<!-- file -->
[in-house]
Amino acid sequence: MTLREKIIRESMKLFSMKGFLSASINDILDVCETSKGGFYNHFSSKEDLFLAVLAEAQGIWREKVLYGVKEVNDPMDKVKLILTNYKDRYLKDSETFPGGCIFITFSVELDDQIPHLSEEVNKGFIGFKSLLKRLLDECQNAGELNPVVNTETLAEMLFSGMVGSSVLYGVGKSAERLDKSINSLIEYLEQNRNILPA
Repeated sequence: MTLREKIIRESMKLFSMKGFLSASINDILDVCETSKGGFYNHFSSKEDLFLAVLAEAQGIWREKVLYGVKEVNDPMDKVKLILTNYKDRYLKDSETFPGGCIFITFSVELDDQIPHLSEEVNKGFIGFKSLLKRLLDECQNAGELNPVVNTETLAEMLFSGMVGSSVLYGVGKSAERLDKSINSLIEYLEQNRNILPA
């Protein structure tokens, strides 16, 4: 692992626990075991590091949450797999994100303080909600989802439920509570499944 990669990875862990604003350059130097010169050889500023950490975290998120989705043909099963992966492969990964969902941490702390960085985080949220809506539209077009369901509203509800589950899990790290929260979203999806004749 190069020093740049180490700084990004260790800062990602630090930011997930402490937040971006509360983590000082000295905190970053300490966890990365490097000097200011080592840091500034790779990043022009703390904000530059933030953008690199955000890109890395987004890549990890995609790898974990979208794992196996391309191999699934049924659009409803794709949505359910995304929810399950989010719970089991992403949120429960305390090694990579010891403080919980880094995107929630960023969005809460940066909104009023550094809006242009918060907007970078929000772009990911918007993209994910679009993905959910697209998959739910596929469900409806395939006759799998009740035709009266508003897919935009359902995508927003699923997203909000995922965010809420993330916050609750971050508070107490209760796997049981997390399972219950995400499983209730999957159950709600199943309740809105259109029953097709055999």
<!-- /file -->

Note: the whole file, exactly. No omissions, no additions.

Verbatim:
[in-house]
Amino acid sequence: MTLREKIIRESMKLFSMKGFLSASINDILDVCETSKGGFYNHFSSKEDLFLAVLAEAQGIWREKVLYGVKEVNDPMDKVKLILTNYKDRYLKDSETFPGGCIFITFSVELDDQIPHLSEEVNKGFIGFKSLLKRLLDECQNAGELNPVVNTETLAEMLFSGMVGSSVLYGVGKSAERLDKSINSLIEYLEQNRNILPA
Repeated sequence: MTLREKIIRESMKLFSMKGFLSASINDILDVCETSKGGFYNHFSSKEDLFLAVLAEAQGIWREKVLYGVKEVNDPMDKVKLILTNYKDRYLKDSETFPGGCIFITFSVELDDQIPHLSEEVNKGFIGFKSLLKRLLDECQNAGELNPVVNTETLAEMLFSGMVGSSVLYGVGKSAERLDKSINSLIEYLEQNRNILPA
């Protein structure tokens, strides 16, 4: 692992626990075991590091949450797999994100303080909600989802439920509570499944 990669990875862990604003350059130097010169050889500023950490975290998120989705043909099963992966492969990964969902941490702390960085985080949220809506539209077009369901509203509800589950899990790290929260979203999806004749 190069020093740049180490700084990004260790800062990602630090930011997930402490937040971006509360983590000082000295905190970053300490966890990365490097000097200011080592840091500034790779990043022009703390904000530059933030953008690199955000890109890395987004890549990890995609790898974990979208794992196996391309191999699934049924659009409803794709949505359910995304929810399950989010719970089991992403949120429960305390090694990579010891403080919980880094995107929630960023969005809460940066909104009023550094809006242009918060907007970078929000772009990911918007993209994910679009993905959910697209998959739910596929469900409806395939006759799998009740035709009266508003897919935009359902995508927003699923997203909000995922965010809420993330916050609750971050508070107490209760796997049981997390399972219950995400499983209730999957159950709600199943309740809105259109029953097709055999």